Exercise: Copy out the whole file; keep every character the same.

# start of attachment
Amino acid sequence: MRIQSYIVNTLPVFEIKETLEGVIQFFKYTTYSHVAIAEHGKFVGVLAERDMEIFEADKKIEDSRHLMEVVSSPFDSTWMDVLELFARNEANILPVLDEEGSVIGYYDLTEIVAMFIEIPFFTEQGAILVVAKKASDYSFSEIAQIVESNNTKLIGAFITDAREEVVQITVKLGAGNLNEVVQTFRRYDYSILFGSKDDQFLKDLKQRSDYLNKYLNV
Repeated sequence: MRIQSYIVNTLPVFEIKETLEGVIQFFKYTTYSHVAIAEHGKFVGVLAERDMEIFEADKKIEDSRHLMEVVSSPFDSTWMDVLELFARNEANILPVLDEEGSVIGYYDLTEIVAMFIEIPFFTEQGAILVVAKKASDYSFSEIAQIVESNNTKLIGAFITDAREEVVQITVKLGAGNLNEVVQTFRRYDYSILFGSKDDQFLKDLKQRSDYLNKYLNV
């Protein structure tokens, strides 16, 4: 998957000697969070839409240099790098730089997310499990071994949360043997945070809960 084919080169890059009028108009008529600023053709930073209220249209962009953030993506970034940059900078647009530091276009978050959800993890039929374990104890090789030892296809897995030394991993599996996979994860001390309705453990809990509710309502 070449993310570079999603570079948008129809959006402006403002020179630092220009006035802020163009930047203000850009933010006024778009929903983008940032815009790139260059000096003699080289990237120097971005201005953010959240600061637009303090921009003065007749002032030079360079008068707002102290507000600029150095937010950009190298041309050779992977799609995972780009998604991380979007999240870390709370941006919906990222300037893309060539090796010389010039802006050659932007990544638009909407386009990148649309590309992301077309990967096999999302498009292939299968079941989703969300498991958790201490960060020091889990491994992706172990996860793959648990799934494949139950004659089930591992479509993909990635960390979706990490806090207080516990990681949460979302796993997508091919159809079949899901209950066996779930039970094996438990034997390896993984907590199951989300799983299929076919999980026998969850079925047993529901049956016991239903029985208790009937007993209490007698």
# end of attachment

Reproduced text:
Amino acid sequence: MRIQSYIVNTLPVFEIKETLEGVIQFFKYTTYSHVAIAEHGKFVGVLAERDMEIFEADKKIEDSRHLMEVVSSPFDSTWMDVLELFARNEANILPVLDEEGSVIGYYDLTEIVAMFIEIPFFTEQGAILVVAKKASDYSFSEIAQIVESNNTKLIGAFITDAREEVVQITVKLGAGNLNEVVQTFRRYDYSILFGSKDDQFLKDLKQRSDYLNKYLNV
Repeated sequence: MRIQSYIVNTLPVFEIKETLEGVIQFFKYTTYSHVAIAEHGKFVGVLAERDMEIFEADKKIEDSRHLMEVVSSPFDSTWMDVLELFARNEANILPVLDEEGSVIGYYDLTEIVAMFIEIPFFTEQGAILVVAKKASDYSFSEIAQIVESNNTKLIGAFITDAREEVVQITVKLGAGNLNEVVQTFRRYDYSILFGSKDDQFLKDLKQRSDYLNKYLNV
């Protein structure tokens, strides 16, 4: 998957000697969070839409240099790098730089997310499990071994949360043997945070809960 084919080169890059009028108009008529600023053709930073209220249209962009953030993506970034940059900078647009530091276009978050959800993890039929374990104890090789030892296809897995030394991993599996996979994860001390309705453990809990509710309502 070449993310570079999603570079948008129809959006402006403002020179630092220009006035802020163009930047203000850009933010006024778009929903983008940032815009790139260059000096003699080289990237120097971005201005953010959240600061637009303090921009003065007749002032030079360079008068707002102290507000600029150095937010950009190298041309050779992977799609995972780009998604991380979007999240870390709370941006919906990222300037893309060539090796010389010039802006050659932007990544638009909407386009990148649309590309992301077309990967096999999302498009292939299968079941989703969300498991958790201490960060020091889990491994992706172990996860793959648990799934494949139950004659089930591992479509993909990635960390979706990490806090207080516990990681949460979302796993997508091919159809079949899901209950066996779930039970094996438990034997390896993984907590199951989300799983299929076919999980026998969850079925047993529901049956016991239903029985208790009937007993209490007698």